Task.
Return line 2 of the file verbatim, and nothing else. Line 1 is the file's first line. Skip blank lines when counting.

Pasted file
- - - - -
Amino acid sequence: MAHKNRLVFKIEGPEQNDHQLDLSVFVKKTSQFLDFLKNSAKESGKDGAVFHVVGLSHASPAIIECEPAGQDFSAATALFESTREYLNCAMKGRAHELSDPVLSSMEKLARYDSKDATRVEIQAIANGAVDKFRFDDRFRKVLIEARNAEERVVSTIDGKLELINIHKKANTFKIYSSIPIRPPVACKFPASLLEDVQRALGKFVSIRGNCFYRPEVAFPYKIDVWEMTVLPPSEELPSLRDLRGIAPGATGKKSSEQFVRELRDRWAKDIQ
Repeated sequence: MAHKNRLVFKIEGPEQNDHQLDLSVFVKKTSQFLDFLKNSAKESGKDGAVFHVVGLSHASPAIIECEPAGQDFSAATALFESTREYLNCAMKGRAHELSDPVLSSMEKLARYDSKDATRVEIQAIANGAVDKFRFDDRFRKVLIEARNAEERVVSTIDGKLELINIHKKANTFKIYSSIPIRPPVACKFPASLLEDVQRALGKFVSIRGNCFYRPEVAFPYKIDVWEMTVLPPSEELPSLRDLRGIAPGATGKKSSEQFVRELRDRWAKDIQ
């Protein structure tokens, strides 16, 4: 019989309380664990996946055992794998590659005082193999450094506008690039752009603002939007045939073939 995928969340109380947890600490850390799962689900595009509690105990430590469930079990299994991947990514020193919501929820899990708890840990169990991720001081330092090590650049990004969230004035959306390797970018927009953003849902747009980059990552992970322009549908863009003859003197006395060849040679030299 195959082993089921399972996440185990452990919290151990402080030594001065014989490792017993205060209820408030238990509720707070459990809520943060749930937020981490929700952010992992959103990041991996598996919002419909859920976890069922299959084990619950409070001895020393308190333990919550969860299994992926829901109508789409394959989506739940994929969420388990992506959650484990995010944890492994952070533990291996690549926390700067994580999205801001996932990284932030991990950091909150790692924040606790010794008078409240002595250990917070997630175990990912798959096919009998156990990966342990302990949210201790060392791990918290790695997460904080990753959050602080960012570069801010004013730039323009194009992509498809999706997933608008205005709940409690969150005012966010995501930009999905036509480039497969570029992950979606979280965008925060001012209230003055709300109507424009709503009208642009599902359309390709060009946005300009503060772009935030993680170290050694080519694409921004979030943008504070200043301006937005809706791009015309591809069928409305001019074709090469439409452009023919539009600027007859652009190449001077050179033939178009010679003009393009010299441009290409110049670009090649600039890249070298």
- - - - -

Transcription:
Repeated sequence: MAHKNRLVFKIEGPEQNDHQLDLSVFVKKTSQFLDFLKNSAKESGKDGAVFHVVGLSHASPAIIECEPAGQDFSAATALFESTREYLNCAMKGRAHELSDPVLSSMEKLARYDSKDATRVEIQAIANGAVDKFRFDDRFRKVLIEARNAEERVVSTIDGKLELINIHKKANTFKIYSSIPIRPPVACKFPASLLEDVQRALGKFVSIRGNCFYRPEVAFPYKIDVWEMTVLPPSEELPSLRDLRGIAPGATGKKSSEQFVRELRDRWAKDIQ